So many people never take the first step. To walk through the doors of Manic and give at least one workout a try. For those who do, we want you to know after seeing and working with thousands of clients and sessions that we know what you might be thinking.
Will I be able to keep up with everyone else? What if I don’t know how to do something? Will it be embarrassing if I am really out of shape? Overweight? Older? I have an injury that makes certain things hard, should I still come in?
Let us answer some of these questions for you right now!
Will I be able to keep up with everyone else?
Who knows? It doesn’t even matter. Can you imagine a scenario where 20 completely different people all had the exact same fitness level? It’s impossible. On top of that, different people have different stresses, levels of sleep, and a million other things that make us all different. That is what is so cool about be able to go and train with so many different types of people everyday. You may try to keep up with a couple people that are good at certain things, learn from a couple others with other movements, and so on and so on. The learning never stops and there is zero judgment here at Manic. Knowing that less than one percent ever come through the door puts you in a class all it’s own!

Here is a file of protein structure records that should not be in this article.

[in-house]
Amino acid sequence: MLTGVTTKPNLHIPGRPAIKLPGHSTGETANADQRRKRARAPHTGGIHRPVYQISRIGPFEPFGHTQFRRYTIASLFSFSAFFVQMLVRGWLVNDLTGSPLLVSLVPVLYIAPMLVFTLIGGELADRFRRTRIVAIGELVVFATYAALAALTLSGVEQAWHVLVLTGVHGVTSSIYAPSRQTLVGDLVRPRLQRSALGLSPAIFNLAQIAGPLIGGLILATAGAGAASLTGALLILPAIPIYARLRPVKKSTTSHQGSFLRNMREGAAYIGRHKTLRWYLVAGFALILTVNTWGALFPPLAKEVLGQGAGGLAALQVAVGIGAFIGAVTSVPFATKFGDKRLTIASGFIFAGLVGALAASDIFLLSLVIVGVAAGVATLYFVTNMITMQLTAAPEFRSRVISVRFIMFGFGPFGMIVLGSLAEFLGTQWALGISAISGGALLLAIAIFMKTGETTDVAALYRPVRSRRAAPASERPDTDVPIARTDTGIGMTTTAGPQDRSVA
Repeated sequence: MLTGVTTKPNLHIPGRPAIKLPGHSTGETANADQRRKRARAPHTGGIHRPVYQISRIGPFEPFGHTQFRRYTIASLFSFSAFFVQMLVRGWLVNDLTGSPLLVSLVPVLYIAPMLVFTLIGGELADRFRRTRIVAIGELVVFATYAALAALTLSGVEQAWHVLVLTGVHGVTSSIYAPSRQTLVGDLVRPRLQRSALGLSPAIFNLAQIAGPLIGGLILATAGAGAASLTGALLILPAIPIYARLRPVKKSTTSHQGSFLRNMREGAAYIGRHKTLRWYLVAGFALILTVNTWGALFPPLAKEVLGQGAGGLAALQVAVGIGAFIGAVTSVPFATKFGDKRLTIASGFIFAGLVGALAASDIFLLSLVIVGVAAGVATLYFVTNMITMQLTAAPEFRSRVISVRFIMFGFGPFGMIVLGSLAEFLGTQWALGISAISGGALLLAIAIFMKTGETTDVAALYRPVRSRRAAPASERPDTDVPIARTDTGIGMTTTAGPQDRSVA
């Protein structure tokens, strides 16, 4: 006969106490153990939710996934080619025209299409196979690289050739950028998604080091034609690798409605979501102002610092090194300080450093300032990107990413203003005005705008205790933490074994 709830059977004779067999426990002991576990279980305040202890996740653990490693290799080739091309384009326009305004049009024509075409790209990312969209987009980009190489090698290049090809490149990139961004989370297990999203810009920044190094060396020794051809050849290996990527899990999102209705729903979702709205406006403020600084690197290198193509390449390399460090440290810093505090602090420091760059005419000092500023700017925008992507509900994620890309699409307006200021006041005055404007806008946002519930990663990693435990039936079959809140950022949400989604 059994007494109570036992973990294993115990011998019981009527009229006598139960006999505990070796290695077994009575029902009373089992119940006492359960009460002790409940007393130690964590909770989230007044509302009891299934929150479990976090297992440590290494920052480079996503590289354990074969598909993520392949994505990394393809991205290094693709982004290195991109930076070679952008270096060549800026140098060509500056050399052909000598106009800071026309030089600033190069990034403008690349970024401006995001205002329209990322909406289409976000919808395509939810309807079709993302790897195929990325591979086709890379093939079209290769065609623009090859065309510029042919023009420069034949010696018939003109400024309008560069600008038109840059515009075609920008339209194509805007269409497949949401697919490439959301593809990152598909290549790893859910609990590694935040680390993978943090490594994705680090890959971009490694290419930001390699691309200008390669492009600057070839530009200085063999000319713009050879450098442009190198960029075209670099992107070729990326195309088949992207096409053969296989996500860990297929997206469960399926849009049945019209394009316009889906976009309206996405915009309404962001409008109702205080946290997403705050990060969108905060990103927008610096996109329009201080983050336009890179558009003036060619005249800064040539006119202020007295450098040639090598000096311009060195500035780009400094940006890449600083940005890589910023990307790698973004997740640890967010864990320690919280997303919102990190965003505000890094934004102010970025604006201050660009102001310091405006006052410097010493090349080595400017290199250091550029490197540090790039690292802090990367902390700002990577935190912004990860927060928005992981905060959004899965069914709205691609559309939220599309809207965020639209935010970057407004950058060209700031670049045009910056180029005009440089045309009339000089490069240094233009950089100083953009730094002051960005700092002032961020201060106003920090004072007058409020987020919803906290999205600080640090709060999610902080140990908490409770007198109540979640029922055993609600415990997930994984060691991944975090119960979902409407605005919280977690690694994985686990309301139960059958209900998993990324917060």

What if I don’t know how to do something?
That’s why we have coaches. Our coaches coach. They don’t just set the workout, sit back, and watch. We want you to continue to be challenged both physically and mentally and sometimes that means you will feel lost and frustrated. It’s okay. Everyone comes out the other side stronger.
Will it be embarrassing if I am really out of shape? Overweight? Older?
No mirrors, no ego’s, no judgment. It’s built into our ethos and that will never change. Out of shape? That’s fine. We can ease you into a level that works until you can go harder based on YOUR fitness. Overweight, we don’t care. This may be that first step to getting somewhere you are happy with again. Older? We have plenty of 60 and 70+ year olds. We modify where needed and gear to their needs. Like we do for everyone at Manic. So there you go, three more excuses down the drain!
I have an injury that makes certain things hard, should I still come in?
Absolutely. Sometimes, injuries give us a chance to work on something that needs work anyway. We take great pride in modifying training for injuries and limitations. We may only need to modify one or two movements or most of the workout. We will do whatever we can to keep you moving, happy, and healthy!